• 23
    Planets Migrated in Our Early Solar System!
    The surprising detection of gas giant planets orbiting extremely close to other stars has led to the realization that planets can form in one part of a stellar system and then migrate to another part. Did that happen in our own solar system? Learn about the evidence for a Late Heavy Bombardment" on the Moon, Mars, and Mercury, how migration of one or more giant planets could have caused it, and how such migration could have affected the solar system we see today." x
  • 24
    Human Futures in the Solar System
    What are the next big ideas that will help us ask and answer the next big questions? Consider the fascinating future technologies of centimeter-sized satellites propelled by laser photons, liquid mirror telescopes on the Moon, a magnetic shield large enough to help terraform Mars, and more. Nourish your imagination, and experience the inspiration of space exploration! x

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Your professor

Sabine Stanley

About Your Professor

Sabine Stanley, PhD
Johns Hopkins University
Sabine Stanley, Ph.D., is a Bloomberg Distinguished Professor in the Morton K. Blaustein Department of Earth and Planetary Sciences at Johns Hopkins University. She received a HBSc degree in Physics and Astronomy from the University of Toronto and then completed M.A. and Ph.D. degrees in Geophysics from Harvard University. Prior to joining Johns Hopkins, Professor Stanley was a postdoctoral researcher at the Massachusetts...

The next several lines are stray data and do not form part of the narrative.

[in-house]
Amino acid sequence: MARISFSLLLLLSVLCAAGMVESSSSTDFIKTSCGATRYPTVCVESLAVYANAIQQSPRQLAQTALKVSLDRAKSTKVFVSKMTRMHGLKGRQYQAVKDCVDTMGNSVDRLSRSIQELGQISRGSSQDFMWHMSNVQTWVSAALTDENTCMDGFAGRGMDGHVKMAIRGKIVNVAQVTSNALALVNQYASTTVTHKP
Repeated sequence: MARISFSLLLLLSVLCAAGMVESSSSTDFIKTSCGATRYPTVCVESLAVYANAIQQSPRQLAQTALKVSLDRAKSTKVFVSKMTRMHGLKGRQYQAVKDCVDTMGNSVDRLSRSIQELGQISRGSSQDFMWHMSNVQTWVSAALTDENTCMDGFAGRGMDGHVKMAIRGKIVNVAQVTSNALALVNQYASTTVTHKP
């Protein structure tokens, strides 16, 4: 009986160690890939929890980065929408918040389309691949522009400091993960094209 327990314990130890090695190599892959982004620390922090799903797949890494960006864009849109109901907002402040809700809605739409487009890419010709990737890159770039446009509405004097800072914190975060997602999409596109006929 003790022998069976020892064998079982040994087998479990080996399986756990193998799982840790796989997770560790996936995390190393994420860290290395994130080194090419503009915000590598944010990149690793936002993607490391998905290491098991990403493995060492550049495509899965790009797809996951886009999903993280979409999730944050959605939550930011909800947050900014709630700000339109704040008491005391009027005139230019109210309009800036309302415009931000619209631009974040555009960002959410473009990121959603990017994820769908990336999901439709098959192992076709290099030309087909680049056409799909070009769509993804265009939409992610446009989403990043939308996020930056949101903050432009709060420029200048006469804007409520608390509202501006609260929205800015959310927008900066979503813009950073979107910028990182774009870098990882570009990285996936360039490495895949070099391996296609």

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A Field Guide to the Planets is rated 4.8 out of 5 by 60.
Rated 5 out of 5 by from Great presentation at the right level of detail This course is one of my favorites. The amount of time and level of detail and science for each lecture is perfect for what I wanted. As an example, I just finished the lecture regarding water and search for life on Mars; it provided sufficient time to cover many aspects of the science and evidence corroborating current theories without ever becoming a drag. Professor Stanley is a superb lecturer. She speaks clearly and distinctly without hesitation -- it feels like she's just sitting across the table from you and talking with you. Additionally, she throws in the right amount of flavor and analogies to help you understand concepts based on things we've all experienced. Finally, the format of the presentation is really appealing. There are many photos, graphics, and animations that really inform -- not just eye candy or special effects. If you have any interest in the subject at all, just go ahead and get this one.
Date published: 2020-10-31
Rated 5 out of 5 by from An Illuminating and engaging series I loved this lecture so much that I watched it through twice. I was even inspired to read the book Dr. Stanley mentions (2312) in the Mercury lecture; now I’m hooked on K. S. Robinson!
Date published: 2020-10-26